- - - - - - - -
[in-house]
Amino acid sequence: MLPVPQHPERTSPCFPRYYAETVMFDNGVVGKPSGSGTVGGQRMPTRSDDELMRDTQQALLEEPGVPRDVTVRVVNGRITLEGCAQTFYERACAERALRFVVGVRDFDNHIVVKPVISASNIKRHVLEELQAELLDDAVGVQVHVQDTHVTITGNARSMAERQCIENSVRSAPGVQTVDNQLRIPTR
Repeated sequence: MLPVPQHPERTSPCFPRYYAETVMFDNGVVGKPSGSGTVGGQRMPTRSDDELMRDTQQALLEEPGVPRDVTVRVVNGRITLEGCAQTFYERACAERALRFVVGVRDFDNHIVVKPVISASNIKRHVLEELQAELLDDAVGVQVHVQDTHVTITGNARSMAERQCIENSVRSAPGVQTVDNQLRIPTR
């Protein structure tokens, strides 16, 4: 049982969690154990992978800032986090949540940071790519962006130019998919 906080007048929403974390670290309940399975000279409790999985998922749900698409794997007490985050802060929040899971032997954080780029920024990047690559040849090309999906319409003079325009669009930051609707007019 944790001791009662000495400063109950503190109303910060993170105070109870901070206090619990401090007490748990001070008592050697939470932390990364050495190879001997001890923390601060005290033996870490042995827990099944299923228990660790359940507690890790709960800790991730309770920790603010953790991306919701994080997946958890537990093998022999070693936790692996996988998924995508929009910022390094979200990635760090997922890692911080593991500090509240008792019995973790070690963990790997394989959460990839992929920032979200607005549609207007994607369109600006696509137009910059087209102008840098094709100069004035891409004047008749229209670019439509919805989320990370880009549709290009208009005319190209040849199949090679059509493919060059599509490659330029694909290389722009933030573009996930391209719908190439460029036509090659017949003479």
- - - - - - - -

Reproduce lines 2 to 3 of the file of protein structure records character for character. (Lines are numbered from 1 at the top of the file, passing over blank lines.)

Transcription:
Amino acid sequence: MLPVPQHPERTSPCFPRYYAETVMFDNGVVGKPSGSGTVGGQRMPTRSDDELMRDTQQALLEEPGVPRDVTVRVVNGRITLEGCAQTFYERACAERALRFVVGVRDFDNHIVVKPVISASNIKRHVLEELQAELLDDAVGVQVHVQDTHVTITGNARSMAERQCIENSVRSAPGVQTVDNQLRIPTR
Repeated sequence: MLPVPQHPERTSPCFPRYYAETVMFDNGVVGKPSGSGTVGGQRMPTRSDDELMRDTQQALLEEPGVPRDVTVRVVNGRITLEGCAQTFYERACAERALRFVVGVRDFDNHIVVKPVISASNIKRHVLEELQAELLDDAVGVQVHVQDTHVTITGNARSMAERQCIENSVRSAPGVQTVDNQLRIPTR